Worn-out record: Oktubre
A while ago I was about to talk about this album, which is to talk about the band (Patricio Rey y sus Redonditos de Ricota, considered by many people the greatest in the rich history of Argentine rock), which is talking about Indio Solari, lyricist, singer, face of the group, and one of the most special artistic expressions of the continent and the language. I did not do it before because I wanted to finish reading his memoirs, published last year by Sudamericana, in interview format and with the title Memories that lie a little. Total, to realize that I am not going to say anything different now than what I would have said before reading them.
One is attracted to gossip, of course; and it's OK. It is always rich to look out to see which Beatles record Borges preferred, or what Lezama said to any of the groupies who visited him in the living room of his house in Trocadero, but strictly speaking, the only place where you will have to look for what a Author has to say about himself, and about anything, it is in the work. The work, if it is good and true, is the only space where the author can be surprised without a mask. He will always be discovered, even if he is hidden in the plot or the characters. The author-person, who is the one who gives interviews, will have the costume at hand, and will use it at their discretion. The author-author no. The author-author will be able to tell the therapist whatever lie he wants, who will always break down when I tell him the dream, unless he is a bad author, there are many.
The lyrics of the Indian are known for their enigmatic, encrypted, symbolic tone. He himself has referred to his style as "ambiguous." But don't get dizzy. Don't be fooled by the Indian-person, who knows as much about the Indian-author as any of us. Ambiguity is more an attribute of political discourses than of artistic ones. For me, at least, the idea of the ambiguous pulls me more towards the indefinite. True art is always defined, and that of Patricio Rey is true popular art. That the same line reaches different resonances depending on the sensitivity where it is posed does not mean that it is ambiguous. If Indio's lyrics were ambiguous, they would not put 300,000 people into a city of 100,000 (as happened in Olavarría a few years ago), nor would they fill River's field. At the Los Redonditos concerts everyone knew what they were talking about. If you put imagination in Solari's lyrics, and a bit of context, if you clean the spirit glass well before seeing, you will realize that they are clearer than an informative note.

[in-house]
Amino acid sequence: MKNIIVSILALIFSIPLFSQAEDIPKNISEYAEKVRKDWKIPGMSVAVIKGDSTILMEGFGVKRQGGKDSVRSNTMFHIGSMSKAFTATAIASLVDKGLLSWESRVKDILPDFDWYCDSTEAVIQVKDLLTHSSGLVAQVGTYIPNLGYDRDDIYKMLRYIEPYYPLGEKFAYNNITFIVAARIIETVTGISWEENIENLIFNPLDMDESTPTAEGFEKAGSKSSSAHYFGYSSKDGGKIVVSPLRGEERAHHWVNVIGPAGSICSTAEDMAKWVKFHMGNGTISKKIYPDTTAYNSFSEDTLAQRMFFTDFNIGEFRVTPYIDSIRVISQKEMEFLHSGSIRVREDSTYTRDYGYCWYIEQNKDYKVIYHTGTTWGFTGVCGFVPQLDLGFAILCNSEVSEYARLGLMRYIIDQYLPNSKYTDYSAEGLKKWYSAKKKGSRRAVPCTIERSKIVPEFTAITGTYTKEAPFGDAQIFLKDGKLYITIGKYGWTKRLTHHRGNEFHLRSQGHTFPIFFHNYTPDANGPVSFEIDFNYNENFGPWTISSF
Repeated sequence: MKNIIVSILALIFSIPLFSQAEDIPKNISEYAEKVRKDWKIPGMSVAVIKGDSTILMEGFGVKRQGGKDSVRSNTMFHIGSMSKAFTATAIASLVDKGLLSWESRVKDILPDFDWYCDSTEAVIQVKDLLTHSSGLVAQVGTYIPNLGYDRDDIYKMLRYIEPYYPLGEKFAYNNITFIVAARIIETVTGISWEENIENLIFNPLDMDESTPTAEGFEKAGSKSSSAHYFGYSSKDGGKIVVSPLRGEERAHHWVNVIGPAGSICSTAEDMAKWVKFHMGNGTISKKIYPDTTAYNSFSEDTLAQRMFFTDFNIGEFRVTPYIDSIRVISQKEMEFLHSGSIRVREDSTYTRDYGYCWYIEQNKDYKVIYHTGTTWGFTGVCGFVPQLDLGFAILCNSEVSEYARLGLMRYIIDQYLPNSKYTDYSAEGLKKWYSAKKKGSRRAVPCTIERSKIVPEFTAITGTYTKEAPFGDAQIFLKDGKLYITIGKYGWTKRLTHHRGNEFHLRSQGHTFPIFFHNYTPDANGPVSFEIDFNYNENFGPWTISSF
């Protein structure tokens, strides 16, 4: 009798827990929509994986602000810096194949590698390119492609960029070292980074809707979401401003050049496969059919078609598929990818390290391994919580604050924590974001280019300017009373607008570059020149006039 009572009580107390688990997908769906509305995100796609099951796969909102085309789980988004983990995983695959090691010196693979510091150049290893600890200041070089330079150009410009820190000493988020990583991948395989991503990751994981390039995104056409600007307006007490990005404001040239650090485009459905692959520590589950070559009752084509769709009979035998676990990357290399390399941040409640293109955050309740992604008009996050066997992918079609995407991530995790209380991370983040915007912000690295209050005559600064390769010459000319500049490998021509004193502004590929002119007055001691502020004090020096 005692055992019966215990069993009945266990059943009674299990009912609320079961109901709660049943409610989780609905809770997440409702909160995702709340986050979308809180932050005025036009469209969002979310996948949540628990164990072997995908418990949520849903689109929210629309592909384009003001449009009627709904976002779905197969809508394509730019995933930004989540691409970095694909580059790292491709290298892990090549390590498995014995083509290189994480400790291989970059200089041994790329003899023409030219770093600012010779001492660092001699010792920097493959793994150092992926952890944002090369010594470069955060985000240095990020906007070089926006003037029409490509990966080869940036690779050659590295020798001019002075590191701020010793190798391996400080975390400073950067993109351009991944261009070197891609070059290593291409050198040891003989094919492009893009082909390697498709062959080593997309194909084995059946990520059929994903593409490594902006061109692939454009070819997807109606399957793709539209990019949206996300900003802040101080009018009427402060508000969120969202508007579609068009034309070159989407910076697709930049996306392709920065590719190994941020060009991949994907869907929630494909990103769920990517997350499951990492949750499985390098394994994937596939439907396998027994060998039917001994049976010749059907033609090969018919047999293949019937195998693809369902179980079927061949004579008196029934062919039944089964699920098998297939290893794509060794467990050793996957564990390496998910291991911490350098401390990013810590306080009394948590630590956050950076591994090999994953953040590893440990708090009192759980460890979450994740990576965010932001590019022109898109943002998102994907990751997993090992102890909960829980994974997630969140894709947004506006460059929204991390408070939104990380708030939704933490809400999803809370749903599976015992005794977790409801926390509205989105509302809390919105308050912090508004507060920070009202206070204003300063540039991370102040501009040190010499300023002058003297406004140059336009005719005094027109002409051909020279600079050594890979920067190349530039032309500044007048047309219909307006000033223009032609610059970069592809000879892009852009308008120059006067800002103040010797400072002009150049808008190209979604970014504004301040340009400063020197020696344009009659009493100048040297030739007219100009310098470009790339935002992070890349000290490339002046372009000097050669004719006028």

In Música para pastillas third track of Oktubre (Del Cielito, 1986), it is said, in one of the most exciting moments of the album: “Pretty rockers, educated / with great expenses, educated / Emboquen the free shot / that the good ones returned / and they are shooting horror movies ”. There is nothing ambiguous there, you guys forgive me. We are in 1986, in Argentina, three years after democracy returned, in the process of uncovering it — that cultural revelry that comes after any dictatorship. El Indio is in that verse, with its acidity, the classic pessimistic party pooper, reminding the happy drunks that in the end we will have to pay the bill. But let's not close the window of meanings. Let's shake the almanac and the world map. In Buenos Aires, in Havana and in Singapore, there will always be someone to wear the nice, polite rocker outfit, and there will always be those who claim to be good, and actually shoot horror movies. That is not being ambiguous. That is being a poet.